I am delighted to acknowledge the important work by Lynn Sagan (now Margulis) [178, 179] which catalysed my own interest in the endosymbiotic theory of eukaryotic origins. Her argument encompassed the origin of eukaryotic cells by serial endosymbioses, the stepwise origin of mitosis, the non-existence of certain hypothetical intermediates, implications for high-level classification, and correlations with geochemical conditions on Earth - but was never, to my knowledge, explicitly abstracted as a story of network versus tree. Instead she mapped eukaryotic diversity as a unitary tree of mitosing cells, into which endosymbionts arrived at defined points on certain branches. I am likewise pleased to call attention to the visually compelling network diagrams by Dagan and Martin recently featured on the cover of Philosophical Transactions of the Royal Society of London B: Biological Sciences (volume 364 number 1527, 12 August 2009). Addressing the Reviewer's point more broadly, I have now added a ribosomal RNA-based "three kingdoms tree" (Figure 27) and three network diagrams (Figures 28, 29, 30) including one from Dagan and Martin (Figure 30).
I am a bit puzzled by the description of Aristotle's works only as supporting a great chain of beings to classify every taxon. I think this is too partial a view of his deep - and influential - philosophical analyses. In my understanding (and I believe consistently with what is found in the philosophy textbooks), Aristotle is known for having produced multiple classifications of beings, based on different characters. In short, Aristotle proposed multiple independent trees of beings, at a very high taxonomic level. Yet, he did not build them in an inductive way. It may be worth considering this latter point a bit more. That Aristotle was somehow a taxonomical pluralist (aka an author attracted by the reconstruction of multiple "nascent" trees) shows that (i) the question of adopting one vs many classifications, and (ii) the question whether these classifications were natural versus conventional/arbitrary systems, are also part of an ancient debate in biology, directly connected with the use of trees and networks in biology. I am thus curious to know, for each of the historical drawings presented in that manuscript, whether these schemes were considered by their authors as the natural picture of diversity, or mostly as some practical/"arbitrary" representations (of which they may even have proposed simultaneously many).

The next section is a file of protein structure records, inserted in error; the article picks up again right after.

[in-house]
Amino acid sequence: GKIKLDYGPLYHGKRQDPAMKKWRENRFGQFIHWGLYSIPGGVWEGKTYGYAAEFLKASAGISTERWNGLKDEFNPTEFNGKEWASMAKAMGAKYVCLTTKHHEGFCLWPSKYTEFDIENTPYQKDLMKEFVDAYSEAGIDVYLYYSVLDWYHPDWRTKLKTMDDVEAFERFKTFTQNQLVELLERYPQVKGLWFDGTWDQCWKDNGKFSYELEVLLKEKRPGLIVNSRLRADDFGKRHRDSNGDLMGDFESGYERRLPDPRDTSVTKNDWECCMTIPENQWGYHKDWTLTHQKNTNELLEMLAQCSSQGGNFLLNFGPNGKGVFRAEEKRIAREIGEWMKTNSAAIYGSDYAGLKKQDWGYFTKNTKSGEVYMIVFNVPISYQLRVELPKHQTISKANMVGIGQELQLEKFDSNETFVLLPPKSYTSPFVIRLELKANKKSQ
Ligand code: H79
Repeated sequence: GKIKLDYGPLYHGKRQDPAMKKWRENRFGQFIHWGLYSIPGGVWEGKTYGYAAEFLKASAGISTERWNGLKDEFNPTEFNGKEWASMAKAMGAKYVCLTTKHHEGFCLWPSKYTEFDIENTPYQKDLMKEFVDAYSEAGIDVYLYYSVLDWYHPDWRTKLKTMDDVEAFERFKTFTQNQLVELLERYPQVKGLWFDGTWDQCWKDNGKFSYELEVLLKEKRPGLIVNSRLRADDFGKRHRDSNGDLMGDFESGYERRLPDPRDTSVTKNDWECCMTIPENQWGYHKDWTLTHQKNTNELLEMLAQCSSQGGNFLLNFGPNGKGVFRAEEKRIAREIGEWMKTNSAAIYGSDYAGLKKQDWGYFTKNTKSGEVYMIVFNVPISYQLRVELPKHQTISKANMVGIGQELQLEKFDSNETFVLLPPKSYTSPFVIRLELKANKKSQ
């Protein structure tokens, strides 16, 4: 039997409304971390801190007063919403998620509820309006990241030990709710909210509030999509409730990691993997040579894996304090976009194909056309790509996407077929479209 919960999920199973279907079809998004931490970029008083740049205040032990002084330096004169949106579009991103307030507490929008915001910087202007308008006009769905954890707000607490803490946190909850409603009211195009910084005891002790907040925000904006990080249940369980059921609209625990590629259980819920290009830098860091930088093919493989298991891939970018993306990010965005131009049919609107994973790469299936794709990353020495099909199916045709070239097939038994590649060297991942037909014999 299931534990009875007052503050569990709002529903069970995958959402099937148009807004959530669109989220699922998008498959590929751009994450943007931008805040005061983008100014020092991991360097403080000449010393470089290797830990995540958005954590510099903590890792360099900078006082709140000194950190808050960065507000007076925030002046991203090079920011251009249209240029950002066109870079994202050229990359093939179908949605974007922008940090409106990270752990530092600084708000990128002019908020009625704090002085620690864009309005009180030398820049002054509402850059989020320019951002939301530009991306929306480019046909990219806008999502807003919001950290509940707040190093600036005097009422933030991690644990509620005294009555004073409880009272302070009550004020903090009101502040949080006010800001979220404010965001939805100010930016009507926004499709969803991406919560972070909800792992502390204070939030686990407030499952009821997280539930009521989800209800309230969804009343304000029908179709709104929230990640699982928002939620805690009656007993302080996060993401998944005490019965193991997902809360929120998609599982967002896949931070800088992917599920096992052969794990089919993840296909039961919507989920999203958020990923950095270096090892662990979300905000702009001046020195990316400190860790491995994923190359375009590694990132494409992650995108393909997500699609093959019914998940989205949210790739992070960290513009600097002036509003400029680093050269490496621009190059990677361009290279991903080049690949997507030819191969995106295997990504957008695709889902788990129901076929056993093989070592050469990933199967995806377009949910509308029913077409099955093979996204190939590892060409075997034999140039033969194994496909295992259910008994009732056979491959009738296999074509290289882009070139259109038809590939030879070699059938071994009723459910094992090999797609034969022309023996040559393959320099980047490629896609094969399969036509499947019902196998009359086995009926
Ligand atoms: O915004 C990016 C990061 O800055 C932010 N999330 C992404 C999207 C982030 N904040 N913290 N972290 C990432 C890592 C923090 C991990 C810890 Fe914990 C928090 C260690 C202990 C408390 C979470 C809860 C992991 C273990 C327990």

Aristotle's Great Chain is not a classification: indeed in De partibus animalium (643b10-644a11) he argues that it is impossible to construct a single, logically consistent classification of organisms by dichotomous division, and that no series of differentiae can express the essence of an animal species. Some commentators have argued that there coexist in Aristotle both technical and non-technical senses of his terms genos, eidos, and diafora (genus, species, differentia) [; , p.53]. Aristotle did present logical hierarchies for different overlapping sets of animals based on their sensitivity, attachment, motility, ovipary or other characters, and I agree that one might ask whether this makes Aristotle the first taxonomic pluralist. Of course none of this prevented various Sixteenth to Eighteenth-century authors from presenting unitary "Aristotelian" classifications of animals.
The question of whether these 30 figures, and indeed hundreds of others, depict their authors' view of the natural system, or instead were intended to serve only a limited utilitarian purpose, must remain beyond the scope of this paper. Herbals and bestiaries were utilitarian, as in general were keys such as the one from Zaluziansky (Figure 3); and Lamarck is said to have considered his early scale of plants  as "unscientific".